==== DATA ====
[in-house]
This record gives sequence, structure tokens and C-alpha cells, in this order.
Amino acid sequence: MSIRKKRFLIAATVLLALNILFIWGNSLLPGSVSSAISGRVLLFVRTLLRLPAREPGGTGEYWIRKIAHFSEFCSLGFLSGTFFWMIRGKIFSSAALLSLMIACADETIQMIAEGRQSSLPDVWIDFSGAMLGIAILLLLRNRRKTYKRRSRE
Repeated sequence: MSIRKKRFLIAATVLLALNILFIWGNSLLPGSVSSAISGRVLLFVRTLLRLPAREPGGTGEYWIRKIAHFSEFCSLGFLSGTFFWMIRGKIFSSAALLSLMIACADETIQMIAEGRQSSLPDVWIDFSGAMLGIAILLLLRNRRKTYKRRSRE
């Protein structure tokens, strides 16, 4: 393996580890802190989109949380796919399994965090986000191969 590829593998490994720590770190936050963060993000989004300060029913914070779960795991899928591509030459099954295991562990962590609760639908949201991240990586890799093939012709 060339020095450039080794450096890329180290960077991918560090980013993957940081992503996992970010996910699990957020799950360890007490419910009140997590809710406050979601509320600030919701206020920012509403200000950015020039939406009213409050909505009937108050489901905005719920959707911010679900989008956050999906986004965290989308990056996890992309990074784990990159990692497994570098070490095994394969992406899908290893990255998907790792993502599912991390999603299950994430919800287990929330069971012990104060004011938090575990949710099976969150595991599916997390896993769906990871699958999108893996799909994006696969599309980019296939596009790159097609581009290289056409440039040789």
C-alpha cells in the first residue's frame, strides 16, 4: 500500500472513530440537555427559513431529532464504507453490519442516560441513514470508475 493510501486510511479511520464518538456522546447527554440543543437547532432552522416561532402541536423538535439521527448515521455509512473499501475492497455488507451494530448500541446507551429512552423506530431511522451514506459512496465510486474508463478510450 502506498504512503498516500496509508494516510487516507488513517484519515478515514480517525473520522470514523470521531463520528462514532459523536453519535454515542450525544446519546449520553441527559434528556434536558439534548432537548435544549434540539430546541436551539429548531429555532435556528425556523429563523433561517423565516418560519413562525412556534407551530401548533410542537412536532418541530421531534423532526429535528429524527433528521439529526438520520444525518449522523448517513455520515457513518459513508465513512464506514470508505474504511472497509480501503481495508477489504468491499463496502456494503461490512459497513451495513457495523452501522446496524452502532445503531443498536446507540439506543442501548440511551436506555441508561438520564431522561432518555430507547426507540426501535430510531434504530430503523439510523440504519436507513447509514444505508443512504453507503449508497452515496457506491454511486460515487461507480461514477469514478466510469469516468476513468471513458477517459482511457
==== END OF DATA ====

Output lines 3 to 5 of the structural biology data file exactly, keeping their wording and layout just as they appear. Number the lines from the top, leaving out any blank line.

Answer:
Amino acid sequence: MSIRKKRFLIAATVLLALNILFIWGNSLLPGSVSSAISGRVLLFVRTLLRLPAREPGGTGEYWIRKIAHFSEFCSLGFLSGTFFWMIRGKIFSSAALLSLMIACADETIQMIAEGRQSSLPDVWIDFSGAMLGIAILLLLRNRRKTYKRRSRE
Repeated sequence: MSIRKKRFLIAATVLLALNILFIWGNSLLPGSVSSAISGRVLLFVRTLLRLPAREPGGTGEYWIRKIAHFSEFCSLGFLSGTFFWMIRGKIFSSAALLSLMIACADETIQMIAEGRQSSLPDVWIDFSGAMLGIAILLLLRNRRKTYKRRSRE
């Protein structure tokens, strides 16, 4: 393996580890802190989109949380796919399994965090986000191969 590829593998490994720590770190936050963060993000989004300060029913914070779960795991899928591509030459099954295991562990962590609760639908949201991240990586890799093939012709 060339020095450039080794450096890329180290960077991918560090980013993957940081992503996992970010996910699990957020799950360890007490419910009140997590809710406050979601509320600030919701206020920012509403200000950015020039939406009213409050909505009937108050489901905005719920959707911010679900989008956050999906986004965290989308990056996890992309990074784990990159990692497994570098070490095994394969992406899908290893990255998907790792993502599912991390999603299950994430919800287990929330069971012990104060004011938090575990949710099976969150595991599916997390896993769906990871699958999108893996799909994006696969599309980019296939596009790159097609581009290289056409440039040789």